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Kansas’ broad tax exemption proposal would benefit the fitness club mogul

TOPEKA — Though he has not actually read the legislation in question, Senate President Ty Masterson has spoken out in favor of wide-ranging tax exemptions for companies deemed to compete with government entities.

The property and sales tax exemption plan has been teased for years, starting when Kansas fitness club magnate Rodney Steven started a campaign to get the Kansas Legislature to exempt his business, Genesis Health Clubs, from property taxes.

Steven, who owns more than 50 Genesis facilities in six Midwestern states, has been a proponent of property tax breaks for fitness businesses like his since Gov. Sam Brownback was in office. He has defaulted on hundreds of thousands of dollars in pre-COVID 19 property taxes owed to Shawnee, Johnson and Douglas counties.

During a Senate Evaluation and Taxation Committee hearing on Tuesday, Masterson said companies like Genesis were suffering from unfair government competition.

“I think everyone likes to talk about the spa thing, right?” Masterson said. “So this is an example. If you have a private company that has that situation, and then you use those resources from that company to build competition, right next door, that’s unfair and explicitly against the Republican platform. So we’re looking for a solution.”

The bill under discussion, Senate Bill 252, would exempt ambulance services, child care centers, entertainment, exercise and recreation businesses, and restaurants from paying property taxes if at least one government facility exists compete with the business in the county. Some entities would also be exempt from sales taxes, among other statutory provisions.

Several lawmakers at the meeting questioned whether businesses actually need the tax cuts and criticized the bill’s broad scope. Senator Ethan Corson, a Democrat from Prairie Village, said passing the tax exemptions would only burden homeowners, especially in areas like Johnson County.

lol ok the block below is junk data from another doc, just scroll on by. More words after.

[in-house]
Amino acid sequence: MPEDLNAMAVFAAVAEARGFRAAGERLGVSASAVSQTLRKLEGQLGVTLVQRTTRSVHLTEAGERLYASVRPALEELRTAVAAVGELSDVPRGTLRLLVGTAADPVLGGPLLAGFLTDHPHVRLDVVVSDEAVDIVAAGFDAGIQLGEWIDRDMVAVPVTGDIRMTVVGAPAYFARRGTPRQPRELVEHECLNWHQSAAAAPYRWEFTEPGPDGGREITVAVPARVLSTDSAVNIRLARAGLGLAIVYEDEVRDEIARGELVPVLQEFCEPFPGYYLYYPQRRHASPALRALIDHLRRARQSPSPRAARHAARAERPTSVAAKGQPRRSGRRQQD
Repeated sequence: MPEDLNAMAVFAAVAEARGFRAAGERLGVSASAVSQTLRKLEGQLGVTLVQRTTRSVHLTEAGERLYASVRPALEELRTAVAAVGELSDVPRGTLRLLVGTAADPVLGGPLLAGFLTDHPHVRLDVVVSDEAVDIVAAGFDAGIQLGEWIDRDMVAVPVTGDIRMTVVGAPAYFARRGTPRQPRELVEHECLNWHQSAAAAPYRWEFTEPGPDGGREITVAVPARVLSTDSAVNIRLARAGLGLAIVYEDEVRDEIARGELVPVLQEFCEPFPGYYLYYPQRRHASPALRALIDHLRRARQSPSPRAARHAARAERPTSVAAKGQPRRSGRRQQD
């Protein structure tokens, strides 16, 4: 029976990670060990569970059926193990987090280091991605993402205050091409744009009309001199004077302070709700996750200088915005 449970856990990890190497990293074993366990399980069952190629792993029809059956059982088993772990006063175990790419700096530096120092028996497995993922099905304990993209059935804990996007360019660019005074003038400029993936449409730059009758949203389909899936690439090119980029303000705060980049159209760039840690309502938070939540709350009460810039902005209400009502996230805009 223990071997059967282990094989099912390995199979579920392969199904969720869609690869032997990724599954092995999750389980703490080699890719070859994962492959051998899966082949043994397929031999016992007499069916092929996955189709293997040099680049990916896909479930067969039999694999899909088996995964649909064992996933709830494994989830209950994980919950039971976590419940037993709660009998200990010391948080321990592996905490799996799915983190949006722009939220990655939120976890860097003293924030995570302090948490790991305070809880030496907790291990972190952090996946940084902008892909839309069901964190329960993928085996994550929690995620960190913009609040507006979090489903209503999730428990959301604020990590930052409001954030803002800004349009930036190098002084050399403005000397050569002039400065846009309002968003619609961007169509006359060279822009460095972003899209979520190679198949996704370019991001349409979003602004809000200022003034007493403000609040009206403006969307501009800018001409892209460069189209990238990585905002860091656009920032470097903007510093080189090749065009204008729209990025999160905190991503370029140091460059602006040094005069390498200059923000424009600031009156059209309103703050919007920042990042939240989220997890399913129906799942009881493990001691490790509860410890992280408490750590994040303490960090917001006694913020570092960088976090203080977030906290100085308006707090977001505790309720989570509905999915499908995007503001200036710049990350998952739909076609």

“Johnson County is basically a county full of restaurants and fitness centers,” Corson said. “So if everyone stopped paying property taxes, all that burden would fall on residential property owners. I’m just afraid that this will really roll back on much of the good work the committee has done, because I don’t see where there is fat in the budget to cut millions and millions of dollars from basic services.

The tax note of the legislation has not been released, but the financial impact on the state would most likely be significant.

Other lawmakers raised an audit of the Kansas Legislature conducted into tax advantages or disadvantages for a variety of child care, mental health and health care centers. The audit findings were inconclusive as to whether or not non-profit, for-profit, and government entities compete.

Mike Taylor, who spoke on behalf of the Kansas County Commissioners Association, said the bill is not well defined.

“If you look back at the history of this bill, it’s been around for five or six years,” Taylor said. “It started because the Steven family in Wichita own Genesis Health Clubs and they didn’t think it was fair that they had to pay taxes and the YMCA didn’t. The bill has gone through many changes over the years and has now grown so broadly that I don’t know how you would decide which businesses are or are not tax-exempt.

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